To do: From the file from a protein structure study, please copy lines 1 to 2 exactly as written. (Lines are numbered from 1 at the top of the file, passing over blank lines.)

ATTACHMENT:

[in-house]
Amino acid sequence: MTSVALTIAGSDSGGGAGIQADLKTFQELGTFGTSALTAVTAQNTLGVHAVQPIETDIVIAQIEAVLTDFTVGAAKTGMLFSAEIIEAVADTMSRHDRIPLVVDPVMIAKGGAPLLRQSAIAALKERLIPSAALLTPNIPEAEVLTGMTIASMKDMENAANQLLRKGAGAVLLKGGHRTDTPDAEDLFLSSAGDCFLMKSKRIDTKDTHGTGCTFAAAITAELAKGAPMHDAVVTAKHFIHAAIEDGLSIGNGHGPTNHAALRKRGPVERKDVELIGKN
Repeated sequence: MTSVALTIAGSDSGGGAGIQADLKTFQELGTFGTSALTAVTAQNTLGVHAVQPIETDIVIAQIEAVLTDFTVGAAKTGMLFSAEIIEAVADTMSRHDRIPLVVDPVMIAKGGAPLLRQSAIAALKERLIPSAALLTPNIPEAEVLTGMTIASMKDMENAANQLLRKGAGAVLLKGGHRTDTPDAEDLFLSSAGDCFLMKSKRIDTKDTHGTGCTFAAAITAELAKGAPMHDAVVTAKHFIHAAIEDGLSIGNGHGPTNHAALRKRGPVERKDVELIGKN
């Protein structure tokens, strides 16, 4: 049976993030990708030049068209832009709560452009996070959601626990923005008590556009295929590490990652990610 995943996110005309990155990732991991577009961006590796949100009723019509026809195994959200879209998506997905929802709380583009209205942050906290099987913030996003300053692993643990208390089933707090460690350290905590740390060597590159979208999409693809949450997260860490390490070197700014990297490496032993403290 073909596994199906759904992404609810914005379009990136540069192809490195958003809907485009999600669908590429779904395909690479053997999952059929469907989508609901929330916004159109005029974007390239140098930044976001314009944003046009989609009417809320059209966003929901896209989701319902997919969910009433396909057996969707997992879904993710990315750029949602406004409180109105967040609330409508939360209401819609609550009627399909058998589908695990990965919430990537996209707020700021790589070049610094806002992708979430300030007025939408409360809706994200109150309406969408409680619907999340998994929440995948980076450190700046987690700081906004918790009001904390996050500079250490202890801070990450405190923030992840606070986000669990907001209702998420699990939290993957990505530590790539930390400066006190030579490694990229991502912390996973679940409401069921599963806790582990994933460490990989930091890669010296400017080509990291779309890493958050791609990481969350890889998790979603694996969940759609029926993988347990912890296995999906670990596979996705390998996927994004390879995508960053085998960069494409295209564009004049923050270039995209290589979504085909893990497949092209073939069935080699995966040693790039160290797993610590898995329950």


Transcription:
[in-house]
Amino acid sequence: MTSVALTIAGSDSGGGAGIQADLKTFQELGTFGTSALTAVTAQNTLGVHAVQPIETDIVIAQIEAVLTDFTVGAAKTGMLFSAEIIEAVADTMSRHDRIPLVVDPVMIAKGGAPLLRQSAIAALKERLIPSAALLTPNIPEAEVLTGMTIASMKDMENAANQLLRKGAGAVLLKGGHRTDTPDAEDLFLSSAGDCFLMKSKRIDTKDTHGTGCTFAAAITAELAKGAPMHDAVVTAKHFIHAAIEDGLSIGNGHGPTNHAALRKRGPVERKDVELIGKN